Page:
As a general approach to filtering forms or reports, as you can see placing forms! references inside of forms becomes a rather messy business real fast here.
You are best to remove the forms! references from ALL your queries. You then build a form that the user enter the values into, and then execute a browseto command.
The problem you are experiencing here is that the new navigation form swaps out a given form for a new form. This means that the old form is NOT loaded anymore. So, either you
Dump use of forms! commands in your SQL queries. This is a good idea anyway since then one query will not blow up because some silly form is not open. And more important the query can be used in other places in the application without fear of some form not being opened.
The instant you place a forms! reference inside of a query is the instant you ruin that query and force "marry" that query to one form that must be opened.
Dump the use of the new navigation control system. Just remember, the new navigation system does NOT load the next form, but "replaces" the one that is being displayed. Thus the previous form is not going to be loaded anymore and thus no forms! ref is allowed. Worse, since the navigation form is really using sub-forms, then the forms! references have to be changed.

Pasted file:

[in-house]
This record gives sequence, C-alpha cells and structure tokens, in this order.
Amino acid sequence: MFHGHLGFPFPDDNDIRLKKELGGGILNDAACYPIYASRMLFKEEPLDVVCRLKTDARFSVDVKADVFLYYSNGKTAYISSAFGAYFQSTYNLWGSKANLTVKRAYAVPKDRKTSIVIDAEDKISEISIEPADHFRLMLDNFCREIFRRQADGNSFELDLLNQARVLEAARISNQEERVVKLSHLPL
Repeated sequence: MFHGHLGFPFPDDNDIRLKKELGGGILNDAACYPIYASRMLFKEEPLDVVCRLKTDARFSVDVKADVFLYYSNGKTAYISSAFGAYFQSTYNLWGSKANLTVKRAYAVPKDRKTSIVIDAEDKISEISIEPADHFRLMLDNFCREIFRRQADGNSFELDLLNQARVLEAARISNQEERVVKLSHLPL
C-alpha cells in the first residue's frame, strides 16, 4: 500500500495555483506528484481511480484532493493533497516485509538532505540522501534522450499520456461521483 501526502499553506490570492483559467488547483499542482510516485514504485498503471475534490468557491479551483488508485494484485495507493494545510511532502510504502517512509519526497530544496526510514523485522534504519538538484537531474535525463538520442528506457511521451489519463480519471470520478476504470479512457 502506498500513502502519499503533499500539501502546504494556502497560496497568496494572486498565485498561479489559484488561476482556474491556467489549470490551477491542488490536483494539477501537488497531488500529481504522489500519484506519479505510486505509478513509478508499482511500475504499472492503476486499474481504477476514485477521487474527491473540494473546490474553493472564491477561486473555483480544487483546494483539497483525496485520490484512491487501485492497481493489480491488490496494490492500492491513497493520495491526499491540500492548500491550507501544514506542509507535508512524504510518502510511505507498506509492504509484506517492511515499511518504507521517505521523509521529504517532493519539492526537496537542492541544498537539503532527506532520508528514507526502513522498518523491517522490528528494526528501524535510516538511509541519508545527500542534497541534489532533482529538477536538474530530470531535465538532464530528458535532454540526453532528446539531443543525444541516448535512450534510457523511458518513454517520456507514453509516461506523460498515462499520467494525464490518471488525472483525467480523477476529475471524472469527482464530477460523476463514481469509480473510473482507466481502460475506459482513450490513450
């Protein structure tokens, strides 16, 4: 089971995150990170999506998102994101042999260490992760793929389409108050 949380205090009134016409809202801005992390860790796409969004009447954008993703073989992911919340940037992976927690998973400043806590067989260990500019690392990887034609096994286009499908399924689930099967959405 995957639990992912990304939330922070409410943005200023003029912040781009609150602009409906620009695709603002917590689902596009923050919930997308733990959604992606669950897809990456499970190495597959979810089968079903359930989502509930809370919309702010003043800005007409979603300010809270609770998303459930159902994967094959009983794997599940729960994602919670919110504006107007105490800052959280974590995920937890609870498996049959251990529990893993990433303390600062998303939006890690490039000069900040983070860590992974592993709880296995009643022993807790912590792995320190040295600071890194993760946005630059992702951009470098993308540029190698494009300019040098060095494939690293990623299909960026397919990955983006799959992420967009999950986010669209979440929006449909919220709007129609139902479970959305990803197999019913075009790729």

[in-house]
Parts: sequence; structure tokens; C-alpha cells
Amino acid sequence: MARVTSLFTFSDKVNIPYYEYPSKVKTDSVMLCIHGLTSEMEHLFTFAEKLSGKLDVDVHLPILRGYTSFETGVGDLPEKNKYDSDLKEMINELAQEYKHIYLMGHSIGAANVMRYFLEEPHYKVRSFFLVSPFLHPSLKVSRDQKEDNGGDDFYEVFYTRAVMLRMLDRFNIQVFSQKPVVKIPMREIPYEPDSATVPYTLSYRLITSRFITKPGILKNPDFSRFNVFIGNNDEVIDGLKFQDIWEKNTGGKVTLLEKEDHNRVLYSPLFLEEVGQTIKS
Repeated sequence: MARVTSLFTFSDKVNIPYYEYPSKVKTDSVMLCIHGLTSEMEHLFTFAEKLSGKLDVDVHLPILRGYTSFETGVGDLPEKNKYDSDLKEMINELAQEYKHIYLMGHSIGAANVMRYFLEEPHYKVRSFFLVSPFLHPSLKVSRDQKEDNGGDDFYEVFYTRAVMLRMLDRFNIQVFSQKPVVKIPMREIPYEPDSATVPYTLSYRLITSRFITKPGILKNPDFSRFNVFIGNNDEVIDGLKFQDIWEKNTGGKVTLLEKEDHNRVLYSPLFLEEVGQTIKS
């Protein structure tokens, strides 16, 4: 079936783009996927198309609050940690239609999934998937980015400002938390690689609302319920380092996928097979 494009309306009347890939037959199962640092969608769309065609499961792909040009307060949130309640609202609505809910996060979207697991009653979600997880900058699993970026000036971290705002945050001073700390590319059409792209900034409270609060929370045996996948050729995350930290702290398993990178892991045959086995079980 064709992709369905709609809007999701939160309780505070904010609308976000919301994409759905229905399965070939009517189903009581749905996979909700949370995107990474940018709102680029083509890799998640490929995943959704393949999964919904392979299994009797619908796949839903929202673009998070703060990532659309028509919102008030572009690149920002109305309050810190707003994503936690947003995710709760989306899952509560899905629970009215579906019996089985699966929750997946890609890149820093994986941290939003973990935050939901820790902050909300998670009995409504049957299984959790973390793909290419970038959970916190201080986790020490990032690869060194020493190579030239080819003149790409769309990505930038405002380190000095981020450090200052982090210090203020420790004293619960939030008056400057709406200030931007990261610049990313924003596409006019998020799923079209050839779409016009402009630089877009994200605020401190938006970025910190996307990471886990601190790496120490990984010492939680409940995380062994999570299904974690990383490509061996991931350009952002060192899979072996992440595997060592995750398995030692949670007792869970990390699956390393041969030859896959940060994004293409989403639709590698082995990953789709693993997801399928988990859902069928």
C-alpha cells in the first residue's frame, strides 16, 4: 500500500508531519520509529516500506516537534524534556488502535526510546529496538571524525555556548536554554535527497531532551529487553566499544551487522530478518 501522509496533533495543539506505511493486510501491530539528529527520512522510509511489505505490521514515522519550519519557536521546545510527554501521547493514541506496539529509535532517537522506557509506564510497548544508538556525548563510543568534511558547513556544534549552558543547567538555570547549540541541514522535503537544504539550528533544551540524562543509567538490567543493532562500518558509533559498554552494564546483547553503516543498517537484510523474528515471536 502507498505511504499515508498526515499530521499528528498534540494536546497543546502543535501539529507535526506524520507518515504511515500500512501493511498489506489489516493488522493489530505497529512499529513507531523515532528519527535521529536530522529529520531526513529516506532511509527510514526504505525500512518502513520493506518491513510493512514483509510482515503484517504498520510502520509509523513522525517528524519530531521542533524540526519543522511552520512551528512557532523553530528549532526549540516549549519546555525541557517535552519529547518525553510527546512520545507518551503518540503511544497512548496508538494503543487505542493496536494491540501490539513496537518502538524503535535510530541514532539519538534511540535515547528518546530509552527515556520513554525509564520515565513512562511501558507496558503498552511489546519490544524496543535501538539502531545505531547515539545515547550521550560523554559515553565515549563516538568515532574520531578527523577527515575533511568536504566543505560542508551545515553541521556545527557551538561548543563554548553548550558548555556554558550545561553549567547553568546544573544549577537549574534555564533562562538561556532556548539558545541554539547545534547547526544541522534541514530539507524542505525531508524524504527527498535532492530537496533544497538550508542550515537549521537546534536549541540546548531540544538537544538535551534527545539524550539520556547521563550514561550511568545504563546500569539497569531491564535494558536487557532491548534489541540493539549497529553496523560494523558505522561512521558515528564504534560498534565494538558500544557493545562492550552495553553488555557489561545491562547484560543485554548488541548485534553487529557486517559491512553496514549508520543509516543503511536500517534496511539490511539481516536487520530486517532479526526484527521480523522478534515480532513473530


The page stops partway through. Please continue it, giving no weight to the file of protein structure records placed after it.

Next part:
You can certainly grab the values of controls and build a where clause in code and use that for openform or open report commands here.
Last but not least, if you in for lots of continued torture, you can stick with your poor design you have now and simply re-edit and fix all of the forms! references to reflect that they are now being used inside of a parent form, and all of your forms are now in effect being run as sub forms.